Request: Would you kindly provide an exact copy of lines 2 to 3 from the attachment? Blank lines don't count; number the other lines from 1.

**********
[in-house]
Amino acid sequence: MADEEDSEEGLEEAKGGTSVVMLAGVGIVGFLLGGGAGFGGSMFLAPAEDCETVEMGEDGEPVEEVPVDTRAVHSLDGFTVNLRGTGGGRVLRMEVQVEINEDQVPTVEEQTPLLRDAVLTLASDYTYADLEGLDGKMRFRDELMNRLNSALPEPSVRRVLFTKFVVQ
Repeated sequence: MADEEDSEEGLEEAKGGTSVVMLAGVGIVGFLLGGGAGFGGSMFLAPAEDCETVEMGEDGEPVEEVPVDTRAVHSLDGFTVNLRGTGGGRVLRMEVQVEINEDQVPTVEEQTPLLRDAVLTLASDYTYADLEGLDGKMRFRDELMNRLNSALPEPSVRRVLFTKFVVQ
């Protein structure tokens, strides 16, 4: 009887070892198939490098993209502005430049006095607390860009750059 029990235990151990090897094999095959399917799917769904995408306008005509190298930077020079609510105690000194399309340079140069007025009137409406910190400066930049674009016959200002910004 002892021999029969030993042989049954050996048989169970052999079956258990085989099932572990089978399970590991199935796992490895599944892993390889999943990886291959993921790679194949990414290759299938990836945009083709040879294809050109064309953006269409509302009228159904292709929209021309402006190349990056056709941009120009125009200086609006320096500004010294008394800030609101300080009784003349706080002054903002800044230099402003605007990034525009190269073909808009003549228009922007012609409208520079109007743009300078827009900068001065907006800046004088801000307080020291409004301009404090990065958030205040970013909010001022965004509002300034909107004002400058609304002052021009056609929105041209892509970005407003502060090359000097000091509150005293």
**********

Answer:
Amino acid sequence: MADEEDSEEGLEEAKGGTSVVMLAGVGIVGFLLGGGAGFGGSMFLAPAEDCETVEMGEDGEPVEEVPVDTRAVHSLDGFTVNLRGTGGGRVLRMEVQVEINEDQVPTVEEQTPLLRDAVLTLASDYTYADLEGLDGKMRFRDELMNRLNSALPEPSVRRVLFTKFVVQ
Repeated sequence: MADEEDSEEGLEEAKGGTSVVMLAGVGIVGFLLGGGAGFGGSMFLAPAEDCETVEMGEDGEPVEEVPVDTRAVHSLDGFTVNLRGTGGGRVLRMEVQVEINEDQVPTVEEQTPLLRDAVLTLASDYTYADLEGLDGKMRFRDELMNRLNSALPEPSVRRVLFTKFVVQ